What I Learned from the Greatest Tennis Champion of All Time

On a Sunday morning of summer 2001, I was ablaze with excitement as I was about to witness one of the historic tennis matches of all time: Wimbledon Final 2001 (Goran Ivanisevic vs. Patrick Rafter)

As a tennis aficionado, I was following attentively the career of both these accomplished men, but especially Goran Ivanisevic. At this epic Wimbledon final, Goran was 30 years old. Once ranked second in the world, he had three Wimbledon finals under his belt, but all lost. After his last defeat against Pete Sampras, he refused to talk to anyone for the following six months. He had more than 20 trophies to show his impressive pedigree, but no Grand Slam title to fulfill his life-long dream.

goran losing

Goran Ivanisevic dejected after the lost to Sampras at the 1998 Wimbledon Men’s Finals.

For Ivanisevic, time was beginning to run out as the flamboyant Croat was getting ready for a rather undeserving retirement. He had dropped out of the top 100 ranking and he was playing tennis “just because I don’t have anything else to do.”

By the summer of 2001, Ivanišević was ranked the World No. 125. This was not sufficient to earn him an automatic place in the main draw at Wimbledon but, given his past record as a three-time runner-up, he was awarded a wildcard for entry into the singles draw. He defeated former and future World #1 players Carlos Moyá, Andy Roddick and Marat Safin to reach the semi-final, beating home favourite Tim Henman in a five set, rain-affected semi-final, setting-up a match with the previous year’s runner-up and former US Open champion Patrick Rafter.

The next video is the last 8 minutes of Ivanisevic playing Patrick Rafter in an epic five-set match at 2001 Wimbledon Men’s Final. Get ready to be drawn into this emotional and dramatic final 8 minutes of the match.

This is one of the most dramatic matches in tennis history, showcasing desire and emotion like never before seen on the tennis court. Twelve points are played, but no more than 7 strokes are exchanged. Ivanisevic serves with over 200km/h both the first and the second serve, becoming the only player in tennis history to miss two match points with double faults. He clings to anything, praying, looking for lucky balls. He starts crying at 40-30, but he needs three more Championship Points to finally be able to tumble on his beloved Wimbledon grass.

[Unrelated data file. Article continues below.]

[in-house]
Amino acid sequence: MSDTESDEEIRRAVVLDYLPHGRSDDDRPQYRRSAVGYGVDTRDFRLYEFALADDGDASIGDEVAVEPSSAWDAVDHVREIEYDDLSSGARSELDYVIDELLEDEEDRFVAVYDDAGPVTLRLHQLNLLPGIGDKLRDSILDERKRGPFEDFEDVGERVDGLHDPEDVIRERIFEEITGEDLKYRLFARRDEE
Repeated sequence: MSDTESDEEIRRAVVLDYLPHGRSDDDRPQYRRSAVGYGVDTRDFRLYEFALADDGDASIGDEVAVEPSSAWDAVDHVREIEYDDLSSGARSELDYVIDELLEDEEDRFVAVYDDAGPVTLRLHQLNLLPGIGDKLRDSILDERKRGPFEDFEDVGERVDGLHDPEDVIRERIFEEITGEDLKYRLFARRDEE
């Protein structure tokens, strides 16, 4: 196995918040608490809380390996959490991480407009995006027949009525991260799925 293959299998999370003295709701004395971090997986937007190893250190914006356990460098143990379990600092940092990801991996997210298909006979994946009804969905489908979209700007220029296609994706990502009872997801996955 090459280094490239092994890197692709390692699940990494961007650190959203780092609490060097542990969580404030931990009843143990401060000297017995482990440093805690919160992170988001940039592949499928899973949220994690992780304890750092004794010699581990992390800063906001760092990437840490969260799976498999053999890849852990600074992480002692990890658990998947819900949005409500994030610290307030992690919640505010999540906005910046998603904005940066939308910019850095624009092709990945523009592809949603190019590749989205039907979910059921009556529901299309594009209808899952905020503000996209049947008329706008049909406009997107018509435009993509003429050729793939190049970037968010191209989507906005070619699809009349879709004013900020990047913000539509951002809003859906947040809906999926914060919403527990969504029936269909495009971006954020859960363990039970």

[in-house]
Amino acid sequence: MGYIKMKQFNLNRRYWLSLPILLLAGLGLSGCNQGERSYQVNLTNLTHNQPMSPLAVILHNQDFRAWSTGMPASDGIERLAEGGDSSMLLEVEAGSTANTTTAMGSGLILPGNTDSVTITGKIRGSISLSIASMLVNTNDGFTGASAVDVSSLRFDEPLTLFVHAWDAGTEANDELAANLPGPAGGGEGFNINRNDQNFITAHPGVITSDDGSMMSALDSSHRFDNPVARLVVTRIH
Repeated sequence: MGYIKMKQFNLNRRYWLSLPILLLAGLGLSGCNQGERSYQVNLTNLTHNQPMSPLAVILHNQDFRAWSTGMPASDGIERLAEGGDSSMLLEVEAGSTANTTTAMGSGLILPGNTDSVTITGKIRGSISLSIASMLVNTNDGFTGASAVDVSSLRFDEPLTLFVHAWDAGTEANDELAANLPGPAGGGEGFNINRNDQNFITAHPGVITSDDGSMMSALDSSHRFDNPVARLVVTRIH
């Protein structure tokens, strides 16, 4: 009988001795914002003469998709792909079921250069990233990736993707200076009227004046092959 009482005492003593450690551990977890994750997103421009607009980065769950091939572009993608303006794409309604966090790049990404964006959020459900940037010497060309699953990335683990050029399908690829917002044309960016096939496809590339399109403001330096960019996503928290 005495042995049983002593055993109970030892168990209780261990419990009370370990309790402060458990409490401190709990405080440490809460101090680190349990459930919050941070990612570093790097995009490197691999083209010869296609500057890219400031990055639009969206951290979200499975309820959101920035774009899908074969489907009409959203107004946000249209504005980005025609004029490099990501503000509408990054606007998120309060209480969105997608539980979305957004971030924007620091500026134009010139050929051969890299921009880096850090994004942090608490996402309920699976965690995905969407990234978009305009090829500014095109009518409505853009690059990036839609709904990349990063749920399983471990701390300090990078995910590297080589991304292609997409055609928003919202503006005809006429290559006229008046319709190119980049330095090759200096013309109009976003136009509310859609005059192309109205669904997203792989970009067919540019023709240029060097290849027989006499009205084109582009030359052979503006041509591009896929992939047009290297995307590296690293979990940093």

Goran Ivanisevic

At age 30, Ivanisevic reacts after his historic win of his first Grand Slam at 2001 Wimbledon’s Final against Patrick Rafter

Tennis. 2001 All England Lawn Tennis Championships. Wimbledon. 9th July 2001. Mens Singles Final. Croatia's Goran Ivanisevic kisses the trophy after becoming the Mens Singles Champion, despite being a wild card entry, with a win over Australia's Pat Rafte

Ivanisevic kisses the Wimbledon trophy as he writes history

The Secret Recipe of Becoming a Champion

So what is the litmus test that distinguishes a champion from a wanna-be champion? The answer shows it is mental toughness.

Despite the enormous pressure Ivanisevic faced, he persisted relentlessly culminating into fulfilling his life-long dream of winning the most Wimbledon tournament. His mental toughness at the end prevailed, enabling him to win.

We don’t need to undergo Hell Week to become mentally tough. John Ryan, President of Center for Creative Leadership, shares three concrete steps you could take to increase your mental toughness.

First, read biographies. They will elevate your perspective in many ways. It’s easy to look at successful people from Abraham Lincoln to Eleanor Roosevelt to Steve Jobs and assume everything came easily to them. But when you study their lives, you see not only that they had to grapple with hard times but also that those very experiences gave them the mental resources and habits they needed to lead at a high level. Lincoln was raised in a poor family and had to educate himself. Roosevelt battled blatant sexism. And Jobs was forced out of the company he founded. Each of these leaders demonstrated an ability to withstand adversity and to move forward in the face of frustration. Be sure to read one good biography this summer.

Second, build a strong support community. Lincoln, Roosevelt and Jobs didn’t succeed entirely on their own. At crucial junctures, there were family, friends, teachers and colleagues who offered the encouragement, wisdom and resources to keep going, whose shoulders they stood on as they climbed to the top. It takes resilience and composure to manage the full range of negative emotions that often surface when facing difficult challenges. Have you surrounded yourself with a support team? And, just as importantly, on whose support team are you serving?

Third, look for and accept challenges. Research about learning agility that the Center for Creative Leadership conducted with Columbia University reveals the great value of intentionally putting ourselves in challenging circumstances and staying open to learning in these situations without becoming defensive. I’m a firm believer that we always need to be tackling a substantive challenge in some area of our lives, whether it’s pursuing a new professional experience, making a positive change in our family life, adopting a new fitness regimen, expanding our spiritual lives or cultivating a new hobby. These new challenges will give us the opportunity to practice being flexible in our approach and to look for new ways to reach our goal.

 Question: Do you follow tennis or other sports? What other aspects of mental toughness have you noticed in sports players who have become champions?